“It’s not too bad,” she says. “It’s more of a graze than a cut. If I were you I would sit down and have a little rest.” A little rest sounds like a good idea. I sit on a nearby bench, aware that I need to shorten the loops on my shoelaces before I resume walking. After all, lightning can strike twice, and I definitely don’t want to risk another fall.
As I drive to the minor injuries unit I recall the words of paleoanthropologist and neuroanatomist Raymond Dart (1893 – 1988) in his 1947 paper, ‘The Attainment of Poise’: “…in precariously-poised man that ever-present fear of the livelong day (and of sleeping hours also in many individuals) is that of falling.”
Dart considered fear of falling to be adult humans’ primary fear, upon which other anxieties and phobias are constructed. I reflect on this perspective before concluding that, while fear of falling must be top of the list, the fear of not being able to breathe must also rank very high (just ask an asthmatic). Additionally, I judge that while fear of falling might create some of the necessary conditions that trigger a variety of simple or even complex fears in individuals – phobias concerning mice, spiders, answering the phone, or leaving one’s house, for example – it cannot explain social or cultural fears that reflect complex in-group/out-group relationships – fear of migrants among some segments of the population in modern nation states, for instance – because it’s too neuro-physiologically reductive.
But let’s not throw the physiological baby out with the cultural bathwater. Looking back two weeks later at my falling experience, I realize that, especially in the first few days after my fall (even though an x-ray confirmed that I hadn’t broken any bones) I was much more aware – hyper vigilant, even – as I went about my everyday business. I was, for example, far more careful and slow-moving than normal in negotiating public spaces, particularly if there were many people around, in case someone bumped my badly bruised hand, or worse I took another tumble and caused further injury to my hand and head. Not surprisingly, I also found it impossible to use my right hand for effective flexing or gripping. Therefore I was obliged to employ my left hand for routine activities such as lifting a kettle or using a toothbrush or computer mouse. Kinaesthetically everything felt very strange.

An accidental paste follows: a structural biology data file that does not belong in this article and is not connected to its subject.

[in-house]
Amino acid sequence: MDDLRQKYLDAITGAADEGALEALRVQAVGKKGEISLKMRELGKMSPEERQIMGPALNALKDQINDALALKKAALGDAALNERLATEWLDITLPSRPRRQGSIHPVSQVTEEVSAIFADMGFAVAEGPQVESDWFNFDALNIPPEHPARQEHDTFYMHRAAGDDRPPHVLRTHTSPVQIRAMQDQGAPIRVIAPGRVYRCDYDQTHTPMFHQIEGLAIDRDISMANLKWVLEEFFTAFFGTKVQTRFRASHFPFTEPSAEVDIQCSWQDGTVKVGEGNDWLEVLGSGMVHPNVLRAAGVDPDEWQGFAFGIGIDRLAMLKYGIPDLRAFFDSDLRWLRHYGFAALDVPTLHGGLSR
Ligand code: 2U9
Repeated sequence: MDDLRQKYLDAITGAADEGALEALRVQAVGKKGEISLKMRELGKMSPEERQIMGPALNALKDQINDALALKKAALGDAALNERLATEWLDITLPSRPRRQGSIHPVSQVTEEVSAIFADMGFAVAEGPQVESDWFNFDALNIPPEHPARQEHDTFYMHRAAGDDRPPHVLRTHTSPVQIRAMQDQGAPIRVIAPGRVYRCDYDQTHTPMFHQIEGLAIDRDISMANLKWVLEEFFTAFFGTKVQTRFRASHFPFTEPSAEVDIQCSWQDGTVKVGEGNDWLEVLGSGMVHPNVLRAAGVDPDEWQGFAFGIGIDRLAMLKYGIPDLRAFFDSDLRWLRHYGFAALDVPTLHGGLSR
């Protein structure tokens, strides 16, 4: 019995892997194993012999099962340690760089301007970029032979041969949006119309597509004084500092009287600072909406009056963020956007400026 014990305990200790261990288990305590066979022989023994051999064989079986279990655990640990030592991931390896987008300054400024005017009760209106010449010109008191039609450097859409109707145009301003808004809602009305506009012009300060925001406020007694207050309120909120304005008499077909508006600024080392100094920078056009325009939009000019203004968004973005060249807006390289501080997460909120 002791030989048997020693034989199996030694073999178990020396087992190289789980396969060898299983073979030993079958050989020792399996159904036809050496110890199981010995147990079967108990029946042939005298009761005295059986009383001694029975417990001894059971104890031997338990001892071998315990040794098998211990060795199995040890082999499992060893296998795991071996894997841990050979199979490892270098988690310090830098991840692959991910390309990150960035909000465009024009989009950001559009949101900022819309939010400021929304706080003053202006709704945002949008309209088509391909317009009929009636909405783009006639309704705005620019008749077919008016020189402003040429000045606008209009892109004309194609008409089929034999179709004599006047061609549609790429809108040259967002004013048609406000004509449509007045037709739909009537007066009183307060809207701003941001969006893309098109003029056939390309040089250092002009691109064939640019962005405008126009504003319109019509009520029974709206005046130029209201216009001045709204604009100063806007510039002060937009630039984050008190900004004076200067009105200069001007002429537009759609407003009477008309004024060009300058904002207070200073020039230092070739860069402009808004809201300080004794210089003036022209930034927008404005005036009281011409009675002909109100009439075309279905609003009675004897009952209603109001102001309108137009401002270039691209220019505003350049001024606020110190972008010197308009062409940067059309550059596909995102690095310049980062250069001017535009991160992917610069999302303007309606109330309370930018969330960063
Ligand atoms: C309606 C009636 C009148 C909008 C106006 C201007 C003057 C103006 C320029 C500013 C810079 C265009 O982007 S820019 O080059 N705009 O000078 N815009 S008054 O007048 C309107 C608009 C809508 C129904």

My injuries also reminded me of research by Manchester Metropolitan University’s Ian Loram that fear of falling in humans adversely affects the functioning of the body’s proprioceptors and vestibular apparatus resulting in increased muscle and joint stiffness, especially in the feet and lower legs. That muscle and joint stiffness, in turn, adversely affects sense of balance, awareness of which further increases muscular tension, and therefore generates inefficiency in everyday movement. Paradoxically, this inefficiency can increase the likelihood of a fall, though my guess is that such a temporary deterioration in general coordination is functional in inhibiting the same or other “dangerous” movement patterns.
As the pain and swelling of my hand and head gradually diminishes so too have the neuromuscular consequences and anxiety about another fall. The spring is literally coming back into my step as, for example, I resume using my right hand for tooth brushing and other mundane activities. As for my formerly favoured running shoes, they’re on the floor in the hallway of my house. I haven’t had the inclination to put them on again. Funny that!
A version of this article has also appeared at anthropologyworks.com
Dr Sean Carey is honorary senior research fellow in the School of Social Sciences, University of Manchester
- Published in print edition on 21 August 2015